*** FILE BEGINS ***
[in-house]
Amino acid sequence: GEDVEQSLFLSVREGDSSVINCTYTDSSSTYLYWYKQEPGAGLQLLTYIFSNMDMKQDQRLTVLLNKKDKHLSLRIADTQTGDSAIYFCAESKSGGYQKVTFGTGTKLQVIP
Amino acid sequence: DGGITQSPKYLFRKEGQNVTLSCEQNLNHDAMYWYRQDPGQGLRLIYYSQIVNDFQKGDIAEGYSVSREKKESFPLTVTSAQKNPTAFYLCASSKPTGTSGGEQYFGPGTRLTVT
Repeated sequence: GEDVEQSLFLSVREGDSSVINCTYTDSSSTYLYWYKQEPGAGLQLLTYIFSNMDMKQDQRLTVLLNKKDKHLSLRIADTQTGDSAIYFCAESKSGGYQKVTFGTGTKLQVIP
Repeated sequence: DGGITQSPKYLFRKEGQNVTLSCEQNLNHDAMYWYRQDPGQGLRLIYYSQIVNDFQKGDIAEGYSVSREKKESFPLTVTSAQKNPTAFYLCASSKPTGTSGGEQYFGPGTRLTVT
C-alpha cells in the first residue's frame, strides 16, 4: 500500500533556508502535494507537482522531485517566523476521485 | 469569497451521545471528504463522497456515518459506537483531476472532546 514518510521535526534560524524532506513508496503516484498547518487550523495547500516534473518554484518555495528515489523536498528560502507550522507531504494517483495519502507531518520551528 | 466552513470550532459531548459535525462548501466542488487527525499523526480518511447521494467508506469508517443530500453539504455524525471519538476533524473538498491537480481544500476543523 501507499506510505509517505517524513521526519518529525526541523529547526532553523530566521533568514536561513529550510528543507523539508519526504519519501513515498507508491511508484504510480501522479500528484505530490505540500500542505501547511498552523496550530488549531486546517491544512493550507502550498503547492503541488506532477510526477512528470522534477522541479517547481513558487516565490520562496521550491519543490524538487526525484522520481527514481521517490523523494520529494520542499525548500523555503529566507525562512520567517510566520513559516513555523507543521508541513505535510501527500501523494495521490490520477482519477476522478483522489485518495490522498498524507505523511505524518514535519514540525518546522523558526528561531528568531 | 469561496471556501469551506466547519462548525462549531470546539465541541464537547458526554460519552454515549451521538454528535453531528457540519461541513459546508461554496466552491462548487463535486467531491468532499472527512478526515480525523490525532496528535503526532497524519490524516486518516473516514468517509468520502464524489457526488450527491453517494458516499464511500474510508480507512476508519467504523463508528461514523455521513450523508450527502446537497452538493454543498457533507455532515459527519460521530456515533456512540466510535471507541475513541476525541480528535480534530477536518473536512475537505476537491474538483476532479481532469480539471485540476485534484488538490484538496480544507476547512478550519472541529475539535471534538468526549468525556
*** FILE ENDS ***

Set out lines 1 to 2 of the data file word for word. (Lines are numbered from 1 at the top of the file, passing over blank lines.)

[in-house]
Amino acid sequence: GEDVEQSLFLSVREGDSSVINCTYTDSSSTYLYWYKQEPGAGLQLLTYIFSNMDMKQDQRLTVLLNKKDKHLSLRIADTQTGDSAIYFCAESKSGGYQKVTFGTGTKLQVIP